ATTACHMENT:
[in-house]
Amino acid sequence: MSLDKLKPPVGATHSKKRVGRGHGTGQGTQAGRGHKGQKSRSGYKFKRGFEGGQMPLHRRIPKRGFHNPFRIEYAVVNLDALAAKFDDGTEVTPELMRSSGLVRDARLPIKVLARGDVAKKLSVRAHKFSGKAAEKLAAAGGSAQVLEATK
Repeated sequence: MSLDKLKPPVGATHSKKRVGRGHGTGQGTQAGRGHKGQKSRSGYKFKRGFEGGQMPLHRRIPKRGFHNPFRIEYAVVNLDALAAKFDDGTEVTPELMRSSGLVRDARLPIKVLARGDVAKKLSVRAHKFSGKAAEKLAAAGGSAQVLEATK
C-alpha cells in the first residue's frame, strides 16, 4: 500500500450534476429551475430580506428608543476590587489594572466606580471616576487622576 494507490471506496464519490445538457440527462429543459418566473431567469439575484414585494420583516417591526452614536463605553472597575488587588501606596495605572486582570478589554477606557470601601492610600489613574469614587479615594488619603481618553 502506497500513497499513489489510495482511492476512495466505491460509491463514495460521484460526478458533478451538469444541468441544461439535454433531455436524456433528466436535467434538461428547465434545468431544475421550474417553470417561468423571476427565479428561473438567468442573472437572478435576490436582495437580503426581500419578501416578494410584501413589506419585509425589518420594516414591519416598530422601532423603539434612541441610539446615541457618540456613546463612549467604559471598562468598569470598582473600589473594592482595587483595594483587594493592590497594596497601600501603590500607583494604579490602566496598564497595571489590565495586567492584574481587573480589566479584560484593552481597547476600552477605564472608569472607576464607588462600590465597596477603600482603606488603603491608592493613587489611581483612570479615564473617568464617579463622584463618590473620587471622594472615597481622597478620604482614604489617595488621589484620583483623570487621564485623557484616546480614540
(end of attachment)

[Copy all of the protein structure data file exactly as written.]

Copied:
[in-house]
Amino acid sequence: MSLDKLKPPVGATHSKKRVGRGHGTGQGTQAGRGHKGQKSRSGYKFKRGFEGGQMPLHRRIPKRGFHNPFRIEYAVVNLDALAAKFDDGTEVTPELMRSSGLVRDARLPIKVLARGDVAKKLSVRAHKFSGKAAEKLAAAGGSAQVLEATK
Repeated sequence: MSLDKLKPPVGATHSKKRVGRGHGTGQGTQAGRGHKGQKSRSGYKFKRGFEGGQMPLHRRIPKRGFHNPFRIEYAVVNLDALAAKFDDGTEVTPELMRSSGLVRDARLPIKVLARGDVAKKLSVRAHKFSGKAAEKLAAAGGSAQVLEATK
C-alpha cells in the first residue's frame, strides 16, 4: 500500500450534476429551475430580506428608543476590587489594572466606580471616576487622576 494507490471506496464519490445538457440527462429543459418566473431567469439575484414585494420583516417591526452614536463605553472597575488587588501606596495605572486582570478589554477606557470601601492610600489613574469614587479615594488619603481618553 502506497500513497499513489489510495482511492476512495466505491460509491463514495460521484460526478458533478451538469444541468441544461439535454433531455436524456433528466436535467434538461428547465434545468431544475421550474417553470417561468423571476427565479428561473438567468442573472437572478435576490436582495437580503426581500419578501416578494410584501413589506419585509425589518420594516414591519416598530422601532423603539434612541441610539446615541457618540456613546463612549467604559471598562468598569470598582473600589473594592482595587483595594483587594493592590497594596497601600501603590500607583494604579490602566496598564497595571489590565495586567492584574481587573480589566479584560484593552481597547476600552477605564472608569472607576464607588462600590465597596477603600482603606488603603491608592493613587489611581483612570479615564473617568464617579463622584463618590473620587471622594472615597481622597478620604482614604489617595488621589484620583483623570487621564485623557484616546480614540